Sometimes it’s hard to admit that the best of us burn out.
– Adama, Battlestar Galactica
It’s only in the last few days that I’ve started writing again.
Sometime over the last few months I burned out. Whether because of day job stress or something else, I’m not sure. But it’s only now, after sobbing my eyes out over a particularly dramatic BSG episode, that I’ve started thinking about it.
The truth is I’m afraid to fail.
I start writing and immediately my mind thinks: let’s set targets, goals, deadlines. Let’s measure our progress.
I write two consecutive #fridayflash? My mind decides I should write one EVERY week. I try to rationalise: how about every other week? How about twice a month overall?
You can cheat the system for a little while, but soon the lack of progress wears thin.
For my current WIP, I decided I’d write 60k in six months. I set up a fancy excel to track my progress and expected completion date. I told my friends, who also began to check in on me.
When the words failed, I started copy pasting large chunks from my scribbled notes into the main document, just to make up the numbers. To trick myself into thinking I was being productive.
I want to be a successful author. So many people know of my ambitions that the pressure of their expectations weighs on me. My friends tell me: “So just write. You can do it.”
Yet I’m not writing.
I look at what I’ve produced over the last few years and think: that’s it? One novel. Some short stories. A series of abandoned ideas and a lack of commitment to anything else.
Eventually I tell the emo voice in my head to get lost and set more goals. It only works for so long.
But maybe now I’m at a turning point.
I haven’t failed if I don’t finish the novel by September. I haven’t failed if I don’t apply to agents by end of next year. I haven’t failed if the next book isn’t as well-written as I want it to be. I haven’t failed if I’m not selling short stories to magazines.
I haven’t failed if I never become a famous author.
What matters is that I love writing. What matters is that I’m writing for me.
Even the best of us burn out.
I’m not afraid anymore.
I hope it picks up for you from here on in. Define some points of reference for yourself, some small successes. And if you work how HOW to succeed in this world, tell me. I want a step by step plan and a workable timeline. Cheers, I’ll wait for the call. :)
Haha :-) I’ll start a plan immediately!!
I hear you on the burn out! Think I am burnt out on life at the moment, but trying ever so hard to keep my head up, to get some words on the page, to just, do something, instead of feeling crappy about doing nothing.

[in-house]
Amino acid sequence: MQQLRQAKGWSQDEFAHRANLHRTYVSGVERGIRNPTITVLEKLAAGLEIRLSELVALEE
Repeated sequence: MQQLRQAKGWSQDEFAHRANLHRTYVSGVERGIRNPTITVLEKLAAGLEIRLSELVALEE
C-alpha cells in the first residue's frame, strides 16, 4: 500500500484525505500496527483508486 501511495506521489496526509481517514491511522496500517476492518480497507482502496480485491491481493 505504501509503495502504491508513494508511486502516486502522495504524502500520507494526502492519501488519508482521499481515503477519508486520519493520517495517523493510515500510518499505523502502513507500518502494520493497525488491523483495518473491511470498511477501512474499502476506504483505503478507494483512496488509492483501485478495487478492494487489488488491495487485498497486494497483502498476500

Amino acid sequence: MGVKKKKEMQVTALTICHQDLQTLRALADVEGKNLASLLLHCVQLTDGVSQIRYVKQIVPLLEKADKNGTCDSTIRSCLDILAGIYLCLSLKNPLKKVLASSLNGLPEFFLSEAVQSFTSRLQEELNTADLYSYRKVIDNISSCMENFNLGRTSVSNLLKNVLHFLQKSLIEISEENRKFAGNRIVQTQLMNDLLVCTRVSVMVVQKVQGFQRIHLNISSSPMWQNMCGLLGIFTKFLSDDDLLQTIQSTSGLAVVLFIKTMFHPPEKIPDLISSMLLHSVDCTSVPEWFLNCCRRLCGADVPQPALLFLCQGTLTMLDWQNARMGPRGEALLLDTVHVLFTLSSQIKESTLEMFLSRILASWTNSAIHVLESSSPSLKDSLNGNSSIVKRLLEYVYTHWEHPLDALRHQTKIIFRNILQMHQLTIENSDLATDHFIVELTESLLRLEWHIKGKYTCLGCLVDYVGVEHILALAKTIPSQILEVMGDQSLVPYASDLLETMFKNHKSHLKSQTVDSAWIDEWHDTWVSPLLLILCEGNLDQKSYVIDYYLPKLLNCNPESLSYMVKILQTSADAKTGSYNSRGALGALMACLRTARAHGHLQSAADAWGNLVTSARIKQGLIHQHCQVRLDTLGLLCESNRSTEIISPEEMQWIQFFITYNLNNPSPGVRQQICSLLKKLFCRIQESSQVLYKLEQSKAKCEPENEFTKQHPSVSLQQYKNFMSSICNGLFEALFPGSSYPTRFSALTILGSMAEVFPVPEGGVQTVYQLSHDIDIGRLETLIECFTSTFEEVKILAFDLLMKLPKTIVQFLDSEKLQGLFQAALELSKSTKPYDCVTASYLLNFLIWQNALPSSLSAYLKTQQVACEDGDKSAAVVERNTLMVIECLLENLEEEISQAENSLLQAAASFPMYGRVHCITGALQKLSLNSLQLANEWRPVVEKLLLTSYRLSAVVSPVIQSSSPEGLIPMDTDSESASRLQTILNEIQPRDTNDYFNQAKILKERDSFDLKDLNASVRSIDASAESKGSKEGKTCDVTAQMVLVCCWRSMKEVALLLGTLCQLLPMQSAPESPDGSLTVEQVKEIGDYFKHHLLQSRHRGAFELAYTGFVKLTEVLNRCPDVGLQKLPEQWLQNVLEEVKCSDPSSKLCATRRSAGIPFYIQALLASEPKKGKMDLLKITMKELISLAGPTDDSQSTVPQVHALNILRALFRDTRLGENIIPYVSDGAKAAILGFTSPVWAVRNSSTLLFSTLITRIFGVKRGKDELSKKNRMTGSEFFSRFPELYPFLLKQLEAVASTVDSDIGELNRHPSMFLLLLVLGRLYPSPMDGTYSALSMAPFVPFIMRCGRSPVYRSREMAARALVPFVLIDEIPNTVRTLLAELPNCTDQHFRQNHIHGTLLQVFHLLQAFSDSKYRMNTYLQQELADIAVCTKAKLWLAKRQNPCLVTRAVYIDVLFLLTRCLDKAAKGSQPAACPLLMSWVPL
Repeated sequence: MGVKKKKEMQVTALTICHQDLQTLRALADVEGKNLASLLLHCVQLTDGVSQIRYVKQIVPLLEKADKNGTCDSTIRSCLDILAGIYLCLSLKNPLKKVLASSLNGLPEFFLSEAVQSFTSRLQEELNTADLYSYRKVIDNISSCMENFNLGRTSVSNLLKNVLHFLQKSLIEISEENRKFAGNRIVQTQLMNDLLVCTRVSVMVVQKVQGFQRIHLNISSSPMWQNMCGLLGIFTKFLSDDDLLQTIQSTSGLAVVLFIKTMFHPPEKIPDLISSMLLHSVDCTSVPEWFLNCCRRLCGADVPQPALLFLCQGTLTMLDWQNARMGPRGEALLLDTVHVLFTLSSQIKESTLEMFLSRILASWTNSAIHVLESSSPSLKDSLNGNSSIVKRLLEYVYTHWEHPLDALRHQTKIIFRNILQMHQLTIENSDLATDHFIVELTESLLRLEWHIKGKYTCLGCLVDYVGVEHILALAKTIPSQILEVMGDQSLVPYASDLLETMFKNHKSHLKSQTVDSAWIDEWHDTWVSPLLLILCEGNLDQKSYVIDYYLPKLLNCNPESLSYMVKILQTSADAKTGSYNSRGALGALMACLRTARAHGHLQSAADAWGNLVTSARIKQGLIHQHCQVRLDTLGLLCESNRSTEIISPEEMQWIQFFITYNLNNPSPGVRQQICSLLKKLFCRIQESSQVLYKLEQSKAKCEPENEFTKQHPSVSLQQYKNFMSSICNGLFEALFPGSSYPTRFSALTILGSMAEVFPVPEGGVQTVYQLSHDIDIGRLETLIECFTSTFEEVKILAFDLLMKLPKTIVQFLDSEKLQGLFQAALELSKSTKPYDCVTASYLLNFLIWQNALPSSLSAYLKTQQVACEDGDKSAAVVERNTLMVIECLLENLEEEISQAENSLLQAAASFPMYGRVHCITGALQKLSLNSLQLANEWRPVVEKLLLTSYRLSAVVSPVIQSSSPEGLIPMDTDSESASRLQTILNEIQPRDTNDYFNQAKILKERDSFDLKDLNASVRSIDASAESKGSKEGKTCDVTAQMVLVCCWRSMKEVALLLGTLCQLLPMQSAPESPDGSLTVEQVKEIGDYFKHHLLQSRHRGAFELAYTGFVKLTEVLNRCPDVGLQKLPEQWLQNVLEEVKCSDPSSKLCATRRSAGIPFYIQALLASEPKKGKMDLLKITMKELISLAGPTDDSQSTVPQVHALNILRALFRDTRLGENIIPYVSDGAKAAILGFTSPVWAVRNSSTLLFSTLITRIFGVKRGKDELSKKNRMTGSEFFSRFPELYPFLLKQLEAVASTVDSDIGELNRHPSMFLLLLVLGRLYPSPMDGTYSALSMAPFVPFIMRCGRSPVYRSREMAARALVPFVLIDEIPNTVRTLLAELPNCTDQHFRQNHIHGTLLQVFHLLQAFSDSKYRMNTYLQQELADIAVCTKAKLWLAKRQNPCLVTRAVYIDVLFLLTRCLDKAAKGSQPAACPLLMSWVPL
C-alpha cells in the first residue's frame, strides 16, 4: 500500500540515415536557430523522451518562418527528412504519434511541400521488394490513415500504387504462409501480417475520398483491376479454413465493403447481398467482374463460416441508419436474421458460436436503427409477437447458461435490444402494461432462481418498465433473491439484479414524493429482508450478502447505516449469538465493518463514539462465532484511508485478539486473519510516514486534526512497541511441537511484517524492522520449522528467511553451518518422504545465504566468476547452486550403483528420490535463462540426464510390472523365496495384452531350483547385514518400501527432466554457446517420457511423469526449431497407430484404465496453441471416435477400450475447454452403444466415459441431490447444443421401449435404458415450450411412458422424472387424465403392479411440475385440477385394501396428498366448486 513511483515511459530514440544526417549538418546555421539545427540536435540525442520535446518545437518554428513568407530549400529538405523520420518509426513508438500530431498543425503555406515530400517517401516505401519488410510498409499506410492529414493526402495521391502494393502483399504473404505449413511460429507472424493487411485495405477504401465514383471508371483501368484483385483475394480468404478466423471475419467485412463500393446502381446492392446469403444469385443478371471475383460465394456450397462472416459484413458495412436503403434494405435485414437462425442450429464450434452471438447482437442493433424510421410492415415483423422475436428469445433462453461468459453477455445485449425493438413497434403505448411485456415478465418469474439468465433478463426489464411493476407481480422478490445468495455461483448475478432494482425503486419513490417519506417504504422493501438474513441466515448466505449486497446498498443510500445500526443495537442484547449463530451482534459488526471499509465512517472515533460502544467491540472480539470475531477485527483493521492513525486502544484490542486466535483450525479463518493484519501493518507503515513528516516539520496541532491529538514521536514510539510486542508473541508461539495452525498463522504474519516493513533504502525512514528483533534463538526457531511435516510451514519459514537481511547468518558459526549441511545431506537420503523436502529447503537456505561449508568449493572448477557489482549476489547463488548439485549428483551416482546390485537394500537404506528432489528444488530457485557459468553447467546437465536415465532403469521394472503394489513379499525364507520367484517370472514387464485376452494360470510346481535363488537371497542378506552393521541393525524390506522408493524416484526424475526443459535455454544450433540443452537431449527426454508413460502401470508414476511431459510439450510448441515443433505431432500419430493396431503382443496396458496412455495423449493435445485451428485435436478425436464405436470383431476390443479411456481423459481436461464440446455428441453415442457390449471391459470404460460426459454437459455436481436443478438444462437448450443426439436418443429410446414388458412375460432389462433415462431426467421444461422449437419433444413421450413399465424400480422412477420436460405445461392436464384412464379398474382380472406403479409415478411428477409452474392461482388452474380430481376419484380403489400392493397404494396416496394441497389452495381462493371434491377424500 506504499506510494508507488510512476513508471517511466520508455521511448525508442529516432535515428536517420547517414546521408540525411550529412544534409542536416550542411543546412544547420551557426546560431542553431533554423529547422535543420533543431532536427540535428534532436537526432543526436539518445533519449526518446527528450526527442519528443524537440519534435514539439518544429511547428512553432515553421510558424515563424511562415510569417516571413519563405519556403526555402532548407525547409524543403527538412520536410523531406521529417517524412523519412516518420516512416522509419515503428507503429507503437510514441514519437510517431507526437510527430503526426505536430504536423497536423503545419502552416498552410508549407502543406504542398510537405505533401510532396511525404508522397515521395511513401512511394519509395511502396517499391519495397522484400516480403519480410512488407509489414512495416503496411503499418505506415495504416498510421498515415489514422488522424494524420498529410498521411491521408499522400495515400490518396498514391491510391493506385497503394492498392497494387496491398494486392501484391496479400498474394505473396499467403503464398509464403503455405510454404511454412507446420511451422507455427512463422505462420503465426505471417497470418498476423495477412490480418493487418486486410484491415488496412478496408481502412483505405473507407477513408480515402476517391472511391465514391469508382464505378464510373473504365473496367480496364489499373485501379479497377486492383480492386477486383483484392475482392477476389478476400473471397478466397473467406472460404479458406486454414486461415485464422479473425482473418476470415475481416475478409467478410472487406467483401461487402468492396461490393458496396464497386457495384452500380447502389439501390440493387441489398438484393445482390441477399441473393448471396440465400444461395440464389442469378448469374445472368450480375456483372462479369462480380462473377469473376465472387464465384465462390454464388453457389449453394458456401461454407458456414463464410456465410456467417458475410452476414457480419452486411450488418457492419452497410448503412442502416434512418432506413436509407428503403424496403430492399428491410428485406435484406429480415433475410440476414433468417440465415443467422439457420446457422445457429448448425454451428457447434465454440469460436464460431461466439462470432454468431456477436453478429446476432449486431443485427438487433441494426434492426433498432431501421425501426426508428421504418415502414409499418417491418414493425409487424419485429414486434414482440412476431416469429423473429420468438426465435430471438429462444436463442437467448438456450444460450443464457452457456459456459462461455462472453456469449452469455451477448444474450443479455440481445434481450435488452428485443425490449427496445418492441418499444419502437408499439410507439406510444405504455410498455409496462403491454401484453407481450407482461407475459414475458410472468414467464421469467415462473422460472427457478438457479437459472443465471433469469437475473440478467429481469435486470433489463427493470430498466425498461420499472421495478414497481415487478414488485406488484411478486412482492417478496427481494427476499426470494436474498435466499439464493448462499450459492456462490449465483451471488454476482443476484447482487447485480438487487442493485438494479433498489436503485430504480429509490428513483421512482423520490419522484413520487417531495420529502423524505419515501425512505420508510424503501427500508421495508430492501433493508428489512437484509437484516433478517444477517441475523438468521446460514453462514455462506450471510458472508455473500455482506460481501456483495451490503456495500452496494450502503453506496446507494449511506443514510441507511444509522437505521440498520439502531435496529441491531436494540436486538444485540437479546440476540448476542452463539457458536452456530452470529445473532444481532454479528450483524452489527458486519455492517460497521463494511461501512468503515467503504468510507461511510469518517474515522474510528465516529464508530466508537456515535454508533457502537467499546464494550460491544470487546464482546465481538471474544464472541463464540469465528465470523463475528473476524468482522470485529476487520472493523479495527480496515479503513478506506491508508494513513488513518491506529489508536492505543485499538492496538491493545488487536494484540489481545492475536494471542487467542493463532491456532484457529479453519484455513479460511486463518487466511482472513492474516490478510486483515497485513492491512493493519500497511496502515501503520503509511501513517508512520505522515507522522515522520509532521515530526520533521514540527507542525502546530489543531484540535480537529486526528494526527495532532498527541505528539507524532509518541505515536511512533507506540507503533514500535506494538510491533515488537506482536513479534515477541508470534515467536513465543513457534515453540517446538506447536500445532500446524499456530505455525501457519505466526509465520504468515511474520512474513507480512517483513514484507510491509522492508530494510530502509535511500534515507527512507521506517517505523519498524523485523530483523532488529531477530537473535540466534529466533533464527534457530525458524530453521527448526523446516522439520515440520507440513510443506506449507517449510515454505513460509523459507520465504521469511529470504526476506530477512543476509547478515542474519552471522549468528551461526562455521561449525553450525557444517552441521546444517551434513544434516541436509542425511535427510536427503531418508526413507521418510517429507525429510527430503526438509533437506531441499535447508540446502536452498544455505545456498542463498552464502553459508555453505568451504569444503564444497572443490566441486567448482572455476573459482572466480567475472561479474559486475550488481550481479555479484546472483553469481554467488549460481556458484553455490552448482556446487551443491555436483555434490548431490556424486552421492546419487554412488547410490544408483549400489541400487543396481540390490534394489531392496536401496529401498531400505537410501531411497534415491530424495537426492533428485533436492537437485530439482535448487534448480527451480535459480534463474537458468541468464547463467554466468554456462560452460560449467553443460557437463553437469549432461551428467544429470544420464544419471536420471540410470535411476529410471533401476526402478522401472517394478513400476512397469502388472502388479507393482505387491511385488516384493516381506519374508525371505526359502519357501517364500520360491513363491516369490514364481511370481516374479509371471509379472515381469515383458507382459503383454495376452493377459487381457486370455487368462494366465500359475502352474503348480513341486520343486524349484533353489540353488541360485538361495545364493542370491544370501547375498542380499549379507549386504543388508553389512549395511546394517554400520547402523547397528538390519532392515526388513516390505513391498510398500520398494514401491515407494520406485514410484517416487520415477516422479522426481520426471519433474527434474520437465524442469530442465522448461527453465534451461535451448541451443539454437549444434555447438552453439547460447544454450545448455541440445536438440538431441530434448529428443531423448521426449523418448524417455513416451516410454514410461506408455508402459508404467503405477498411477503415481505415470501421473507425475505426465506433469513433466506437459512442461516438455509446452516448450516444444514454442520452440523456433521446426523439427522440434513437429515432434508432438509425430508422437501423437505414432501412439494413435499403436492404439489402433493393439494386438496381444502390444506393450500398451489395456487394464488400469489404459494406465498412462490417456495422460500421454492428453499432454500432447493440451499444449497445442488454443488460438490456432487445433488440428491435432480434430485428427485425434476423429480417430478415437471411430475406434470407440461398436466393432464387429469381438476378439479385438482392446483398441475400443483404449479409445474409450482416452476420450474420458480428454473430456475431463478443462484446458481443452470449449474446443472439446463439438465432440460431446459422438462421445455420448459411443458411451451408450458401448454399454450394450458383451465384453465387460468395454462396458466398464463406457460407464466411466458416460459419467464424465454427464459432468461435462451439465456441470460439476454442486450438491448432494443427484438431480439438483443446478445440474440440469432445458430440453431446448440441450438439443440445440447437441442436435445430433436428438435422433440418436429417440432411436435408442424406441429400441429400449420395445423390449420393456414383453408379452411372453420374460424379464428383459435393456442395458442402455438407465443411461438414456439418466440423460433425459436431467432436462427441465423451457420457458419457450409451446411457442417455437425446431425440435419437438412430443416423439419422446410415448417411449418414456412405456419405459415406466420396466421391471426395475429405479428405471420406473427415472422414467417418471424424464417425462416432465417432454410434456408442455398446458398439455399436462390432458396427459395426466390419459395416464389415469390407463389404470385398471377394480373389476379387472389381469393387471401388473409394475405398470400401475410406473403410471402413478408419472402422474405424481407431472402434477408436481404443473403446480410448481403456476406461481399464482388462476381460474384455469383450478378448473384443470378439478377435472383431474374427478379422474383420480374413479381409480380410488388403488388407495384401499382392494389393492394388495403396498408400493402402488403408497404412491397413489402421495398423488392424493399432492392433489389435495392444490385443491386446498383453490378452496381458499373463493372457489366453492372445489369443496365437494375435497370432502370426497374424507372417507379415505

I’ve just started scribbling Friday flash stories – abd stopped putting pressure on myself for everything else. It’s made me feel a lot more relaxed.
It’s good to hear that you’ve stopped putting pressure on yourself. The trouble with setting goals where writing is concerned, is that if the words don’t come, then it leads to negativity about our writing, and ourselves, and can be quite far reaching.
While it would be lovely to be a successful author, the truth is that the competition is enormous, and I think there are a great many people out there who have gone through the same pressures that you have felt yourself under.
Now that you are writing for yourself, for the sheer love of writing, then the payback will be all positive, and if an idea takes on its own life, and leads to a novel, then enjoy the success, but don’t beat yourself up if it doesn’t happen.
I write only friday flash, I have no book in the making, and no WIP. There are three things I keep in mind about my writing.
Not EVERYONE will like what I write.
Some people won’t like ANYTHING that I like.
Even the people who DO like what I write, won’t necessarily like EVERYTHING that I write.
I find that this tends to keep things in perspective, and leaves me free to just enjoy myself with my writing.
I have only read three of your fiction pieces, and each one has been imaginative, well written, and enjoyable to read.
Best wishes with any future projects that you undertake, whether they be flash, or novel length, but take pleasure from whatever you write, and enjoy yourself with it, for that is more important than almost anything. :)
Your three things to keep in mind are excellent points. I guess seeing everyone else focus so much on selling etc it makes it easy to rely on that as a measure of success/progress. But it shouldn’t be.
Ugh! Can I second the thing about the pressure of friends’ expectations? Sometimes I wish I never told ANYONE about my writing! Of course, that’s stupid. I’ve made so many friends through writing, and if I didn’t tell people what I was doing it would literally look like I sit home 24/7 and stare at the wall. But people who aren’t writers or trying to be writers often don’t understand just how difficult it is. They think you write a book and it’s on shelves next Summer and then your living in a loft in NYC sipping mimosas on the balcony in between award dinners with Stephen King. It’s difficult to sympathize with the average writer’s work – shoved in between “real jobs”, typed in closet-sized rooms in the cheap part of town. Or whatever. I mean, I love writing so much that I”ll do it anywhere, and I’ll put up with odd hours and cockroaches in the sink and crappy, cheap coffee. But the expectations of friends – even with the best intentions – don’t make it any easier to deal.
Writing is hard. And *being a writer* is SUPER hard. There should be no shame in the struggle.
Hear hear. The number of people who ask why my next novel is “taking so long”…!
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